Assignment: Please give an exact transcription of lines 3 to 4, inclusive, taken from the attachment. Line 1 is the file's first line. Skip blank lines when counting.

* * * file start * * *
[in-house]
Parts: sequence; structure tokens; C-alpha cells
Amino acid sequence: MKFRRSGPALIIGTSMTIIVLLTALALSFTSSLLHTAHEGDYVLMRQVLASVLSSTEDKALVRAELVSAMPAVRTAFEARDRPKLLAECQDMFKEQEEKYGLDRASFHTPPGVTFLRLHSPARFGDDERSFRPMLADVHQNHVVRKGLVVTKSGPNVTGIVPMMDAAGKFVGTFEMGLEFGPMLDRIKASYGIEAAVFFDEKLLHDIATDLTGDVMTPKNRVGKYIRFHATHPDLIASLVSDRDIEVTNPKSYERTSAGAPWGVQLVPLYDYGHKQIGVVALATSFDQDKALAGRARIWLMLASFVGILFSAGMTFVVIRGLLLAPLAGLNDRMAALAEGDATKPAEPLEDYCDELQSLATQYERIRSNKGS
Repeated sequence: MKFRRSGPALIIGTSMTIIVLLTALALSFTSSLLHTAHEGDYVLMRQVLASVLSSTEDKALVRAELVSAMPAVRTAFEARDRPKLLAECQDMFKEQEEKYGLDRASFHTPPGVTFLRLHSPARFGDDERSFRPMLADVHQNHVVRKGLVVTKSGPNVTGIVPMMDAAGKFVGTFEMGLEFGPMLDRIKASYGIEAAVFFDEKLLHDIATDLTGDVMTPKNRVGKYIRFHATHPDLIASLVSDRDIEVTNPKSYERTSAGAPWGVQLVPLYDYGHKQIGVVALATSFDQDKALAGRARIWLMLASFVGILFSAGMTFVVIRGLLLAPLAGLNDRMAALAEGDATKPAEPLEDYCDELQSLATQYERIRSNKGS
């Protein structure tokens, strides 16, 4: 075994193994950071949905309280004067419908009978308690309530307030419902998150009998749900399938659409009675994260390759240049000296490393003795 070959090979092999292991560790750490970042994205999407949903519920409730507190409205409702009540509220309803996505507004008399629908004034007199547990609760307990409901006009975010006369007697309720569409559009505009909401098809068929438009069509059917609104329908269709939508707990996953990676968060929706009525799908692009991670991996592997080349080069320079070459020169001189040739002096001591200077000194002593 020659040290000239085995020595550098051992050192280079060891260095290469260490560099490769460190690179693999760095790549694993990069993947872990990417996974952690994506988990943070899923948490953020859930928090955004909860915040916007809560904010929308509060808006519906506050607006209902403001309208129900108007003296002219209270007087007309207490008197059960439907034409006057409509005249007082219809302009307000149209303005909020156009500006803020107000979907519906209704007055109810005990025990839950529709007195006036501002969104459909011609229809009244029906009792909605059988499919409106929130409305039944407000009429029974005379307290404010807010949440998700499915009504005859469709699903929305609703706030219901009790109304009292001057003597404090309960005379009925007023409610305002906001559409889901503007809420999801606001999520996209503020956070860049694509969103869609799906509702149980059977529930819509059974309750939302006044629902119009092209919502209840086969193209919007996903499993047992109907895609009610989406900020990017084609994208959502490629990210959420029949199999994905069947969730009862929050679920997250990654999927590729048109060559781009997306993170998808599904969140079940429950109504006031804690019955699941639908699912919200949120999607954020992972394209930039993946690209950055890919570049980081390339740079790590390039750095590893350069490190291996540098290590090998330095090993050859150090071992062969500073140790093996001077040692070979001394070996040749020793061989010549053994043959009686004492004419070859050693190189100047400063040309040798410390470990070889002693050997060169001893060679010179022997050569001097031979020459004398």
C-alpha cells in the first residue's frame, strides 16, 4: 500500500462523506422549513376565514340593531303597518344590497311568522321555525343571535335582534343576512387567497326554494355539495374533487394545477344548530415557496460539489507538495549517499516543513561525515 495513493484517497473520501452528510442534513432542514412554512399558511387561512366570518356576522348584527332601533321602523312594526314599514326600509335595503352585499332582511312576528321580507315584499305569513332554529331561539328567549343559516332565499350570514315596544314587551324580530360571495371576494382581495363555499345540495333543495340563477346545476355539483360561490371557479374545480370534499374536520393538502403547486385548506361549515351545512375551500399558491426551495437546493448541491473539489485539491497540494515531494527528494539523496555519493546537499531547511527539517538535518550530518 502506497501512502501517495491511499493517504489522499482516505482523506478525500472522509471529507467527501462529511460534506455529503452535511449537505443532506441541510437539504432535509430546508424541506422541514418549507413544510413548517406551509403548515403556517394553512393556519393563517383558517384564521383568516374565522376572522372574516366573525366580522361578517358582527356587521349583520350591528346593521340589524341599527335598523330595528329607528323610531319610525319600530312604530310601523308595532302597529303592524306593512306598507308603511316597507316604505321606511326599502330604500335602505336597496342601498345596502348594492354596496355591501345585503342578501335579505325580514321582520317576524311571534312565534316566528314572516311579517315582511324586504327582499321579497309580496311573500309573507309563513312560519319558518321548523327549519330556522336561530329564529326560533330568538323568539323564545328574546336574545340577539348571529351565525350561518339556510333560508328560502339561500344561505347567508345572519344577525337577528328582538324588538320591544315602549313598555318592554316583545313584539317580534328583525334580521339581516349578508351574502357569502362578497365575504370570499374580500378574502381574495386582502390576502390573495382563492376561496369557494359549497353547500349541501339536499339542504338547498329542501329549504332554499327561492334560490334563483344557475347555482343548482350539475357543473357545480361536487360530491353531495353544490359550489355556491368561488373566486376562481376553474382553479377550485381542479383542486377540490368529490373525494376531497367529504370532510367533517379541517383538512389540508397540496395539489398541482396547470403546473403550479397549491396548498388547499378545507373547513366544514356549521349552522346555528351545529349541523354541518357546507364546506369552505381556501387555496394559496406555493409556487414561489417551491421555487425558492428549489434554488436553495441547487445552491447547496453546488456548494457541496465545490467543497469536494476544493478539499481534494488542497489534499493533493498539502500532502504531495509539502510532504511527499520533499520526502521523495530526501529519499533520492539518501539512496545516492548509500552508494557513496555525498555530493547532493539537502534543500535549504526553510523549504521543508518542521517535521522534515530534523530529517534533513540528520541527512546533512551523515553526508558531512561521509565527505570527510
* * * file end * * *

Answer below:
Amino acid sequence: MKFRRSGPALIIGTSMTIIVLLTALALSFTSSLLHTAHEGDYVLMRQVLASVLSSTEDKALVRAELVSAMPAVRTAFEARDRPKLLAECQDMFKEQEEKYGLDRASFHTPPGVTFLRLHSPARFGDDERSFRPMLADVHQNHVVRKGLVVTKSGPNVTGIVPMMDAAGKFVGTFEMGLEFGPMLDRIKASYGIEAAVFFDEKLLHDIATDLTGDVMTPKNRVGKYIRFHATHPDLIASLVSDRDIEVTNPKSYERTSAGAPWGVQLVPLYDYGHKQIGVVALATSFDQDKALAGRARIWLMLASFVGILFSAGMTFVVIRGLLLAPLAGLNDRMAALAEGDATKPAEPLEDYCDELQSLATQYERIRSNKGS
Repeated sequence: MKFRRSGPALIIGTSMTIIVLLTALALSFTSSLLHTAHEGDYVLMRQVLASVLSSTEDKALVRAELVSAMPAVRTAFEARDRPKLLAECQDMFKEQEEKYGLDRASFHTPPGVTFLRLHSPARFGDDERSFRPMLADVHQNHVVRKGLVVTKSGPNVTGIVPMMDAAGKFVGTFEMGLEFGPMLDRIKASYGIEAAVFFDEKLLHDIATDLTGDVMTPKNRVGKYIRFHATHPDLIASLVSDRDIEVTNPKSYERTSAGAPWGVQLVPLYDYGHKQIGVVALATSFDQDKALAGRARIWLMLASFVGILFSAGMTFVVIRGLLLAPLAGLNDRMAALAEGDATKPAEPLEDYCDELQSLATQYERIRSNKGS